Adrian Moore, Ph.D., is vice president of policy at Reason Foundation, a non-profit think tank advancing free minds and free markets. Moore leads Reason's policy implementation efforts and conducts his own research on topics such as privatization, government and regulatory reform, air quality, transportation and urban growth, prisons and utilities.

Moore, who has testified before Congress on several occasions, regularly advises federal, state and local officials on ways to streamline government and reduce costs.

In 2008 and 2009, Moore served on Congress' National Surface Transportation Infrastructure Financing Commission. The commission offered "specific recommendations for increasing investment in transportation infrastructure while at the same time moving the Federal Government away from reliance on motor fuel taxes toward more direct fees charged to transportation infrastructure users." Since 2009 he has served on California's Public Infrastructure Advisory Commission.

Mr. Moore is co-author of the book Mobility First: A New Vision for Transportation in a Globally Competitive 21st Century (Rowman & Littlefield, 2008). Texas Gov. Rick Perry said, "Speaking from our experiences in Texas, Sam Staley and Adrian Moore get it right in Mobility First." World Bank urban planner Alain Bartaud called it "a must read for urban managers of large cities in the United States and around the world."

Moore is also co-author of Curb Rights: A Foundation for Free Enterprise in Urban Transit, published in 1997 by the Brookings Institution Press, as well as dozens of policy studies. His work has been published in the Wall Street Journal, Los Angeles Times, Boston Globe, Houston Chronicle, Atlanta Journal-Constitution, Orange County Register, as well as in, Public Policy and Management, Transportation Research Part A, Urban Affairs Review, Economic Affairs, and numerous other publications.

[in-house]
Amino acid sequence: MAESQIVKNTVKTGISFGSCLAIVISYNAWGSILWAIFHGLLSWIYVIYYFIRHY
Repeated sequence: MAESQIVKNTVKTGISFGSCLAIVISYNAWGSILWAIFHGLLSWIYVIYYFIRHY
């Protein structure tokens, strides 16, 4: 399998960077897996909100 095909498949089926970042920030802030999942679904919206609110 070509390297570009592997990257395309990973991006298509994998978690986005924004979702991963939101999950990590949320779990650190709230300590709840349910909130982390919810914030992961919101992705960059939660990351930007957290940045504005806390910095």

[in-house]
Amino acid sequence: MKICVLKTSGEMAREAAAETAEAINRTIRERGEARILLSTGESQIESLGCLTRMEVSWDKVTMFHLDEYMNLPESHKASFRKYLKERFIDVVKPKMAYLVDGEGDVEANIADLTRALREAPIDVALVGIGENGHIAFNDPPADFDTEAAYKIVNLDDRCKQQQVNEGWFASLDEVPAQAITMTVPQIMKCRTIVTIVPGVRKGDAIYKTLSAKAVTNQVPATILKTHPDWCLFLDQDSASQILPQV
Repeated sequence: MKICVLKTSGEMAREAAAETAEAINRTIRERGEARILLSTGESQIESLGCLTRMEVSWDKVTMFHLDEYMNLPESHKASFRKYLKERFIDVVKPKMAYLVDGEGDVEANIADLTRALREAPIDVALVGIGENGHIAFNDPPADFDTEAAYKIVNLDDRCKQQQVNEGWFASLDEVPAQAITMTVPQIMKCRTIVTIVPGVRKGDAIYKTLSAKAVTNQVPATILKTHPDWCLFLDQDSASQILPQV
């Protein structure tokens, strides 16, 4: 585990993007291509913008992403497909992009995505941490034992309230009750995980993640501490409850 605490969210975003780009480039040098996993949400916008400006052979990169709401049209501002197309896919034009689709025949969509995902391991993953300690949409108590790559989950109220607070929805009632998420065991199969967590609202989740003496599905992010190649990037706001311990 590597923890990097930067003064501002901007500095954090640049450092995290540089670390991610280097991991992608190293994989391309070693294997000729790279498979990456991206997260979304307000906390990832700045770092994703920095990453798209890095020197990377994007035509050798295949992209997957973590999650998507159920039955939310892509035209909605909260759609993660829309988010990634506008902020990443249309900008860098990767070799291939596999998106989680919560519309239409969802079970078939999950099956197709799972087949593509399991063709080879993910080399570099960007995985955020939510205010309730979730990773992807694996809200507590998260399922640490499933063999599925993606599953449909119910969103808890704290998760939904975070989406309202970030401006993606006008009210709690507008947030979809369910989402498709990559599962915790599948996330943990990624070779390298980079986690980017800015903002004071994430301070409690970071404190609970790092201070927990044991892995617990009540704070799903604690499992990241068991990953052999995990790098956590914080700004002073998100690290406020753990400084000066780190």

In 2002, Moore was awarded a World Outsourcing Achievement Award by PricewaterhouseCoopers and Michael F. Corbett & Associates Ltd. for his work showing governments how to use public-private partnerships and the private sector to save taxpayer money and improve the efficiency of their agencies.

Prior to joining Reason, Moore served 10 years in the Army on active duty and reserves. As an noncommissioned officer he was accepted to Officers Candidate School and commissioned as an Infantry officer. He served in posts in the United States and Germany and left the military as a Captain after commanding a Heavy Material Supply company.

Mr. Moore earned a Ph.D. in Economics from the University of California, Irvine. He holds a Master's in Economics from the University of California, Irvine and a Master's in History from California State University, Chico.